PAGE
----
The Ancient Library

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Irene Augusta, the wife of Manuel Comnenus, who died a. d. 1158. The father of Joannes Tzetzes was Michael Tzetzes. His mother's name was Eudocia {CM. v. 611). He was himself named after his paternal grandfather, a native of Byzan­tium, a man of some wealth, who, though not a learned man, showed great respect for scholars (ib. 615). His maternal grandmother was of a Basque or Iberian family. The earlier part of his life he spent with his brother Isaac at home, where they received various wholesome precepts from their father, urging them to prefer learning to riches, power, or precedence. (Chil. iii. 157, iv. 566, &c.) At the age of fifteen he was placed under the in­struction of tutors, who not only carried him through the usual routine of study, but taught him Hebrew and Syriac (comp. Chil. vi. 282). His writings bear evident traces of the extent of his acquirements in literature, science, and philosophy, and not less of the inordinate self-conceit with which they had filled him. He boasts of having the best memory of any living man. (Chil. i. 275, 545.) He stvles himself a second Cato or Pala-

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medes (iii. 160); and says that he knows whole books off by heart (x. 681, comp. vi. 407, 475, viii. 182, ix.^752, x%340, 364, xii. 13, 118, Kal ftffa, a\\a €Tepa efleAot tis fJLavQaveiv^ et' airb ffr'fjOovs offiauev hsyeiv 7retpa0-0cw). Another sub­ject on which he glorifies himself is the rapidity with which he could write, comparing it to the speed of lightning (xii. 119, viii. 269, 526, Kal v6ti rb o^vrarov tt)s t^et^ov Siavoias). He talks of Tfer&Kas epew/asr, as models of investigation, eV attfirep r] aArjfleta e« xaoi/s avarpe^t (xii. 75, 126). It is not much to be wondered at that others had not so exalted an opinion of him as he had of himself (xii. 97). The neglect of his fellow-countrymen even excites in him the fear that Con­stantinople would be given up to the barbarians, and become itself barbarous (xii. 993, &c.). He complains with bitterness that the princes and great men of his age did not appreciate his merits, but left him to get a livelihood by transcribing and selling his writings, of which they nevertheless expected copies to be sent them gratis (v. 941, comp. ix. 369). He speaks of Irene Augusta as the only person of high station from whom he had received any thing (xi. 48), and even in this in­stance he complains that the sums promised him for his Homeric Allegories were kept back by those who should have paid him (ix. 282, &c.). Further biographical particulars have not come down to us.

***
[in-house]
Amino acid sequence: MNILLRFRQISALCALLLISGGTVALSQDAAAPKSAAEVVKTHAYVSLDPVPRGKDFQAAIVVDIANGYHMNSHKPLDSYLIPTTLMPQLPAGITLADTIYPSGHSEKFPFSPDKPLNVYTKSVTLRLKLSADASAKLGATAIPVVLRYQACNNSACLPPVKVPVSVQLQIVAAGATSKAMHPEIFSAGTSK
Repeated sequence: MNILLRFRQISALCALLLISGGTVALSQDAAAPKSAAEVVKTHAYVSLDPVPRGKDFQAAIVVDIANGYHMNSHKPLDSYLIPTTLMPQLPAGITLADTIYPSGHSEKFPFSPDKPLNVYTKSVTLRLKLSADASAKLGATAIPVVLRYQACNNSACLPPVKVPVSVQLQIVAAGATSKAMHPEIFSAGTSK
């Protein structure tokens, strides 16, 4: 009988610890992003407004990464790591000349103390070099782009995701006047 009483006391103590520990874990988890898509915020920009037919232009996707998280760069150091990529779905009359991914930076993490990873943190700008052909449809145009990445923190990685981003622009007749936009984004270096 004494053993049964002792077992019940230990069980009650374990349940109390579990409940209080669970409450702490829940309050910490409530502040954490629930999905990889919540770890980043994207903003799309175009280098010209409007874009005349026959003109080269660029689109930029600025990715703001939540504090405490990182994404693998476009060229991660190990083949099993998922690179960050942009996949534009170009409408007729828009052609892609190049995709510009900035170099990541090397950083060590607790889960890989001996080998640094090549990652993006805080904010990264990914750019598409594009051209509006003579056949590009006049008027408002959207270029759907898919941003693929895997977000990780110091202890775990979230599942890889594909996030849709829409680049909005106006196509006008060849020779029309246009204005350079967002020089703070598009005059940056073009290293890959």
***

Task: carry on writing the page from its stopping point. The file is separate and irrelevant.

A large part of the voluminous writings of Tzetzes is still extant. The following have been published. 1. 'IA.iaKa. This consists properly of three poems, collected in one under the titles T& irpb 'Ojurjpoy, ra 'Ou'fjpov, teal ra p,s& "Ourjpov. The first contains the whole Iliac cyclus, from the birth of Paris to the tenth year of the siege, when the Iliad begins. The second consists of an abridg­ment of the Ilia4. The third, like the work of Quintus Smyrnaeus,. is devoted to the occurrences which took place between the death of Hector and the return of the Greeks. The whole amounts to 1676 lines, and is written in hexameter metre. It is a very dull composition, all the merits that are to be found in which should be ascribed to the earlier poets from whom Tzetzes derived his mate­rials. Our knowledge of this composition is of comparatively recent date. A fragment of one hun-